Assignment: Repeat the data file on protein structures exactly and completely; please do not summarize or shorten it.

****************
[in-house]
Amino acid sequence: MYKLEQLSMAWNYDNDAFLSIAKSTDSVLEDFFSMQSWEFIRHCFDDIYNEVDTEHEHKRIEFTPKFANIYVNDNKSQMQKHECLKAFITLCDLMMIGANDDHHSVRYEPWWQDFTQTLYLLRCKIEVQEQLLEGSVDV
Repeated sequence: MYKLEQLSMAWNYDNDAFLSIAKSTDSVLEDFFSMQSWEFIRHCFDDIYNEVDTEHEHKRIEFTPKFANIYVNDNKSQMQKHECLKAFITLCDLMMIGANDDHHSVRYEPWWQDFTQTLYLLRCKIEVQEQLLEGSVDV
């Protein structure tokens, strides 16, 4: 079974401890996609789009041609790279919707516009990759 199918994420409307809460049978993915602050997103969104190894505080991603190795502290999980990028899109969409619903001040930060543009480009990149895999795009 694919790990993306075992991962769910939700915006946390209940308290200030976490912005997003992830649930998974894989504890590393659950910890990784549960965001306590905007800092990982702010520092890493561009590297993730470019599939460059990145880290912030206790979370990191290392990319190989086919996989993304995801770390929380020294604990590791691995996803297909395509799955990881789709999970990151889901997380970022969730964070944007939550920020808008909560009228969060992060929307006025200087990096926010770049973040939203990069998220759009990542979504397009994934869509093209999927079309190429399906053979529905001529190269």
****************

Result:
[in-house]
Amino acid sequence: MYKLEQLSMAWNYDNDAFLSIAKSTDSVLEDFFSMQSWEFIRHCFDDIYNEVDTEHEHKRIEFTPKFANIYVNDNKSQMQKHECLKAFITLCDLMMIGANDDHHSVRYEPWWQDFTQTLYLLRCKIEVQEQLLEGSVDV
Repeated sequence: MYKLEQLSMAWNYDNDAFLSIAKSTDSVLEDFFSMQSWEFIRHCFDDIYNEVDTEHEHKRIEFTPKFANIYVNDNKSQMQKHECLKAFITLCDLMMIGANDDHHSVRYEPWWQDFTQTLYLLRCKIEVQEQLLEGSVDV
């Protein structure tokens, strides 16, 4: 079974401890996609789009041609790279919707516009990759 199918994420409307809460049978993915602050997103969104190894505080991603190795502290999980990028899109969409619903001040930060543009480009990149895999795009 694919790990993306075992991962769910939700915006946390209940308290200030976490912005997003992830649930998974894989504890590393659950910890990784549960965001306590905007800092990982702010520092890493561009590297993730470019599939460059990145880290912030206790979370990191290392990319190989086919996989993304995801770390929380020294604990590791691995996803297909395509799955990881789709999970990151889901997380970022969730964070944007939550920020808008909560009228969060992060929307006025200087990096926010770049973040939203990069998220759009990542979504397009994934869509093209999927079309190429399906053979529905001529190269």